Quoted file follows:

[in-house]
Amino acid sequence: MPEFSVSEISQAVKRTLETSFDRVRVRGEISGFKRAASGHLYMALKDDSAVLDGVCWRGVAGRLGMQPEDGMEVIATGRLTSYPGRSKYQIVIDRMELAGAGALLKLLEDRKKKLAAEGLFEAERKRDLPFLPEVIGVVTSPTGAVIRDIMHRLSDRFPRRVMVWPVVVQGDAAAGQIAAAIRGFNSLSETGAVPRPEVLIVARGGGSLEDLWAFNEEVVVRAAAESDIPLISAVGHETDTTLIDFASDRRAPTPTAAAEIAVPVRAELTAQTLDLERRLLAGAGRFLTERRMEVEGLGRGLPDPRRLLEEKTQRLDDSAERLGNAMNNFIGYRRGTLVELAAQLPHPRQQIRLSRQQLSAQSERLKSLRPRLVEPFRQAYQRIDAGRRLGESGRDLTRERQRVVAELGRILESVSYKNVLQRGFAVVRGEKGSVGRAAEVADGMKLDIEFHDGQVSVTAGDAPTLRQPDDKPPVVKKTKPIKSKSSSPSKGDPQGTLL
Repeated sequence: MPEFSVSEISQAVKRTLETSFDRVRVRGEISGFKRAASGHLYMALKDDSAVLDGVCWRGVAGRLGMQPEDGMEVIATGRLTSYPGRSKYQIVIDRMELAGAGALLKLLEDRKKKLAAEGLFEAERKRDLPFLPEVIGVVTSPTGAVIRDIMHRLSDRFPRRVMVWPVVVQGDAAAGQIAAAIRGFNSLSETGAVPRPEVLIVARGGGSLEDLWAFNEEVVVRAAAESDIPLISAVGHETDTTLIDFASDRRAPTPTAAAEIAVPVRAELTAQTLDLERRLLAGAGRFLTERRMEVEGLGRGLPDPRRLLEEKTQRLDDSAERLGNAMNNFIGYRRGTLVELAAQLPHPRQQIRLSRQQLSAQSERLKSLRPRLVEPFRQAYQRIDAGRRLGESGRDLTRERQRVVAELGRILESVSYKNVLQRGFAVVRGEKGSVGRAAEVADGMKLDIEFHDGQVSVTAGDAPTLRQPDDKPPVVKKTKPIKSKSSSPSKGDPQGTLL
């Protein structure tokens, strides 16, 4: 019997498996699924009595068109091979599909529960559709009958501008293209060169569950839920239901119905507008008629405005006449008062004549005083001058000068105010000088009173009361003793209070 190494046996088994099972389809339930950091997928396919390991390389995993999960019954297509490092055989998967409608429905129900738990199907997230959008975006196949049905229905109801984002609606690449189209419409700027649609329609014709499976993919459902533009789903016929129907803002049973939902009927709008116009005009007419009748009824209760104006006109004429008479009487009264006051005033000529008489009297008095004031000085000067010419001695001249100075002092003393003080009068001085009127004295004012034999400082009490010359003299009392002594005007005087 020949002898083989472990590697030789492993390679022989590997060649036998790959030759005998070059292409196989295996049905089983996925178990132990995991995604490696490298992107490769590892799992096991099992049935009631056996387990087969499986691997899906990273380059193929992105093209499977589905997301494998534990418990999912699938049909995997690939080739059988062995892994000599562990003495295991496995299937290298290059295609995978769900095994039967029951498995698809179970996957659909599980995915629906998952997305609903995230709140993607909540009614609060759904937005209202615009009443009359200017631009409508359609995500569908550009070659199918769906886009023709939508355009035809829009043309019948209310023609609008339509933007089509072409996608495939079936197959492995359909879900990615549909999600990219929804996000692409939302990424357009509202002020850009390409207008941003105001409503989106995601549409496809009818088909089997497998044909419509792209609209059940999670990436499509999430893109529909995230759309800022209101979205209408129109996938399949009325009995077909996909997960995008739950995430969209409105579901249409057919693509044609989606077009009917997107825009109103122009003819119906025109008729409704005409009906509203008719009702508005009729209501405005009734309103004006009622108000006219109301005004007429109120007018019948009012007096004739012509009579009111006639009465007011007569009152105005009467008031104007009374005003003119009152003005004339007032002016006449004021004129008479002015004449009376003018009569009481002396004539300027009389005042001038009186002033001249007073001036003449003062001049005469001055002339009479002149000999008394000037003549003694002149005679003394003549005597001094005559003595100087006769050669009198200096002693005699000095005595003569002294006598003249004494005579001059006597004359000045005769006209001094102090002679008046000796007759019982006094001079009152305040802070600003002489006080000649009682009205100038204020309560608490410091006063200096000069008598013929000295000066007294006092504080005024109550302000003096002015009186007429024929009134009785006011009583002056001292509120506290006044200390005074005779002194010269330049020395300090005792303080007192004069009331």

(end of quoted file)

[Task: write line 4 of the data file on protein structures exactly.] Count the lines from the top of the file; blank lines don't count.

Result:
């Protein structure tokens, strides 16, 4: 019997498996699924009595068109091979599909529960559709009958501008293209060169569950839920239901119905507008008629405005006449008062004549005083001058000068105010000088009173009361003793209070 190494046996088994099972389809339930950091997928396919390991390389995993999960019954297509490092055989998967409608429905129900738990199907997230959008975006196949049905229905109801984002609606690449189209419409700027649609329609014709499976993919459902533009789903016929129907803002049973939902009927709008116009005009007419009748009824209760104006006109004429008479009487009264006051005033000529008489009297008095004031000085000067010419001695001249100075002092003393003080009068001085009127004295004012034999400082009490010359003299009392002594005007005087 020949002898083989472990590697030789492993390679022989590997060649036998790959030759005998070059292409196989295996049905089983996925178990132990995991995604490696490298992107490769590892799992096991099992049935009631056996387990087969499986691997899906990273380059193929992105093209499977589905997301494998534990418990999912699938049909995997690939080739059988062995892994000599562990003495295991496995299937290298290059295609995978769900095994039967029951498995698809179970996957659909599980995915629906998952997305609903995230709140993607909540009614609060759904937005209202615009009443009359200017631009409508359609995500569908550009070659199918769906886009023709939508355009035809829009043309019948209310023609609008339509933007089509072409996608495939079936197959492995359909879900990615549909999600990219929804996000692409939302990424357009509202002020850009390409207008941003105001409503989106995601549409496809009818088909089997497998044909419509792209609209059940999670990436499509999430893109529909995230759309800022209101979205209408129109996938399949009325009995077909996909997960995008739950995430969209409105579901249409057919693509044609989606077009009917997107825009109103122009003819119906025109008729409704005409009906509203008719009702508005009729209501405005009734309103004006009622108000006219109301005004007429109120007018019948009012007096004739012509009579009111006639009465007011007569009152105005009467008031104007009374005003003119009152003005004339007032002016006449004021004129008479002015004449009376003018009569009481002396004539300027009389005042001038009186002033001249007073001036003449003062001049005469001055002339009479002149000999008394000037003549003694002149005679003394003549005597001094005559003595100087006769050669009198200096002693005699000095005595003569002294006598003249004494005579001059006597004359000045005769006209001094102090002679008046000796007759019982006094001079009152305040802070600003002489006080000649009682009205100038204020309560608490410091006063200096000069008598013929000295000066007294006092504080005024109550302000003096002015009186007429024929009134009785006011009583002056001292509120506290006044200390005074005779002194010269330049020395300090005792303080007192004069009331």